Murals with Molly Hawkins
Hey Molly! You’re a mural designer and painter, artist, and clothing designer. How would you describe your style? Can you name some of your fav route artists and inspirations?
Someone recently asked whether my art was meant to be like a ‘naïve Matisse’. I like this. I adore colour combinations, bold shapes and pattern. My work embodies loud forms to make for eye catching designs.
I’m inspired by Folk Art in Mexico, India and Colombia. I was lucky to travel here and have a photo catalogue of figures, animals and colour combinations spotted on buildings, packaging, street signs, buses, etc… It’s a great resource for me.
Keith Haring for his prolific production of work and creative ways of making art accessible.
Monster Chetwynd for her use of large paper prints and slap dash painting, merged with giant puppets, costume and live performance.
The Bauhaus Movement for I am ever trying to live by the statement ‘less is more’ but failing.
I don’t look at Matisse for fear of being too influenced.
Camille Walala who I am hugely jealous for taking over the world with her incredible patterns and large scale splashes of colour.
I imagine having your work on display in the street, to hundreds of passers-by every day, must be pretty exciting. Is that one of the reasons you display your work on outside walls instead of in an art gallery? What sent you down the path of mural painting in the first place?
During family travels as a child, my younger sister and I would speculate over how the World was created. I convinced her that I had painted everything she could see. I’m not sure where this obnoxious thinking arose from, but my parents informed me that before I could speak, I was known for my intricate pattern arranging of fabric and objects. Since then, my eyes widen at any colours that pop or formations that ooze satisfaction. My first ever mural was for a Primary School in Manchester, depicting the history of child labour throughout the industrial revolution, using all brown and black paints, very figurative and textured. In fact, quite the opposite to what I create now…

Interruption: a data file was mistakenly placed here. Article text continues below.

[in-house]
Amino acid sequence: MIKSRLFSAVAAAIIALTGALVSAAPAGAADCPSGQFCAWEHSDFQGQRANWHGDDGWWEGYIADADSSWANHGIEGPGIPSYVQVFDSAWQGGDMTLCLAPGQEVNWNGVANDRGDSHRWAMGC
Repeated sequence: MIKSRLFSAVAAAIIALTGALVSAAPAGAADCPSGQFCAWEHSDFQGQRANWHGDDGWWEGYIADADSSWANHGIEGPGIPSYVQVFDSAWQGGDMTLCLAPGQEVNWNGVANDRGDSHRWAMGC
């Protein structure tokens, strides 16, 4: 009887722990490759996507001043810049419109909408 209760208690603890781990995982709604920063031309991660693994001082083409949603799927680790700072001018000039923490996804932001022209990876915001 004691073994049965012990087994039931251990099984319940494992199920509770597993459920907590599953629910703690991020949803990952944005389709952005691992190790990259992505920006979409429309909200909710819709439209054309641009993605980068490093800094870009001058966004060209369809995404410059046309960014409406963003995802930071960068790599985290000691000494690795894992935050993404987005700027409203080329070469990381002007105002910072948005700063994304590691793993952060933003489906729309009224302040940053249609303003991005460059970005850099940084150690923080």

The simple, naughty thrill of painting on a wall.
The fact my mural might exist years later…
Being covered in paint and scrambling around on scaffolding.
Putting my creative touch on a space and seeing how a bit of my personality is marked there.
Could you give an example of a mural you’re particularly proud of, and tell me how it came about?
People love the Basket Ball Court I designed for organisation “Project In The Paint”, who create art for grassroots basketball courts in the UK. Their aim is to revive, and rejuvenate courts, to keep the sport alive in certain areas. This one is in Chelmsford, Essex. This was one of those wonderful Instagram connection moments! During lockdown pt 1, when scrolling was high on my to do list.
What would you like to offer up as your WFTP hidden gem?
Co-Exist Community Kitchen! I collaborated with them earlier this year to create a mural for their new building in Easton, Bristol. They make cooking look creative and colourful! They host a wide range of outreach and community projects, and use food as a tool to support, bring people together and teach.
Thank you for the chat Molly! How can readers keep up to date with what you do, and where can they see your murals, and buy your clothing designs?
BRISTOL based murals:
Wiper & True, St Werbs
Om Burger, Stokes Croft
Devon Road, Easton
Church Street, Easton
Co-Exist Community Kitchen, Easton
Interview by Alex Wilson – 14/12/20